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Damian Prince commits to Maryland: reviewing the film of the five-star offensive tackle

Prince is the Terps' highest rated commitment since Stefon Diggs.


It's a great day to be a Maryland fan thanks to one Damian Prince, the five-star left tackle out of Bishop McNamara who chose the Terps over Florida on National Signing Day. He's the shining star of this class and the most decorated commit since Stefon Diggs stepped to the Looney's Pub stage in 2012. He's also a 300-pound feather in the cap of Mike Locksley and, yes, Randy Edsall, who hauled in the biggest fish to be found in the Old Line State this year.

Not only does Prince fill a vital need for a depleted and questionably talented offensive line corps, but he fills an even bigger need in the stay-at-home narrative Edsall has been pushing since Day 1. Prince, Diggs, Wes Brown, Derwin Gray, Jesse Aniebonam, Shane Cockerille and Will Ulmer, among others, are huge local gets and are the type of prospects that were not pulling Maryland hats in the final years of the Friedgen regime. These are the type of guys that build recruiting momentum and that draw the eyes of younger stud players who might some day think staying home is cool, too. Even among those great Maryland/DC prep football names, Prince stands out. He's a 5-star. The best of the best. So let's celebrate the young man a little bit by watching him on video. 

You can see the film here.

The Recruit: Damian Prince

School: Bishop McNamara, Forestville, Md.

Position: Tackle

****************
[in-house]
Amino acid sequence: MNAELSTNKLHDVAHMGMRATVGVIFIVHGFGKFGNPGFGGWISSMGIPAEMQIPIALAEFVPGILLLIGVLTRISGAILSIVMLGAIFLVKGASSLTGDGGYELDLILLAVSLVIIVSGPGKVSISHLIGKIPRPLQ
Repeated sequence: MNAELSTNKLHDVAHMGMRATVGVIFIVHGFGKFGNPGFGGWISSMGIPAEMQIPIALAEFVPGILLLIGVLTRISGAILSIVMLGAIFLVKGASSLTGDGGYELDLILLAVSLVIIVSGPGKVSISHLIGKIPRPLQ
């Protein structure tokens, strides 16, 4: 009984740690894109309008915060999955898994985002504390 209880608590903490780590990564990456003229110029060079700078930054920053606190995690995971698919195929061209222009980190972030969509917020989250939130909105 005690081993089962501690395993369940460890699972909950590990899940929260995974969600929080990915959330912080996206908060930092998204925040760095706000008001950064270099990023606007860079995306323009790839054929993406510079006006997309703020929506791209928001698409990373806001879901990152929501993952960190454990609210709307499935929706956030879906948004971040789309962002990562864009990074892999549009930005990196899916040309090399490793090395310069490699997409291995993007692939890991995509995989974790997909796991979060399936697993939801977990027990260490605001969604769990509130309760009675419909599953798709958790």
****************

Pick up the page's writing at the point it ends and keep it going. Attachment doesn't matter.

Measurables: 6-foot-5, 295 pounds

247sports composite ratings: Five stars, 27th-best player in the class, second-best offensive tackle, best player in Maryland

Senior season: The Mustangs, playing a great schedule that included Good Counsel and DeMatha, finished 5-5 and missed the playoffs. It's hard to quantify a blindsider like Prince statistically, but Bishop McNamara averaged a very healthy 267 passing yards per game, which is a tribute to pass-protecting in general and a specifically strong tribute to the left tackle, which happened to be Prince. The Mustangs also rushed pretty effectively, despite having a sophomore lead back, at about 157 yards per game.

Offers: Prince, a consensus 5-star prospect, ultimately picked Maryland over Florida, but FSU, South Carolina, Penn State, LSU, Alabama and anyone else with a heartbeat coveted the guy. This was a true recruiting coup for the Terps at a position, left tackle, that may not be as glamorous as WR, where the Terps' last 5-star signee played, but is widely considered a more important position on the field.

On film: It takes a smarter OL critic than me to find fault in Damian Prince's film. With other OL prospects I've looked at, common high school faults include choppy footwork, not enough knee-bend, moving with your upper body too upright, standing up straight off the snap and not using your arms and hands at the same pace as your feet and legs are moving. Prince is guilty of none of these things. You can see him playing at all times with a low center of gravity. He keeps his knees and lower back angled and is clearly a strong and coordinated athlete. His feet are fluid, not choppy. His hands are particularly impressive and he uses them ahead of his body to make up for those rare instances on film where he loses a little ground. Prince is also mean in a good way. It's plain to see that he hates being beat, and even when he wins he shows leg drive and relentlessness beyond the point of attack and beyond the necessity of the play.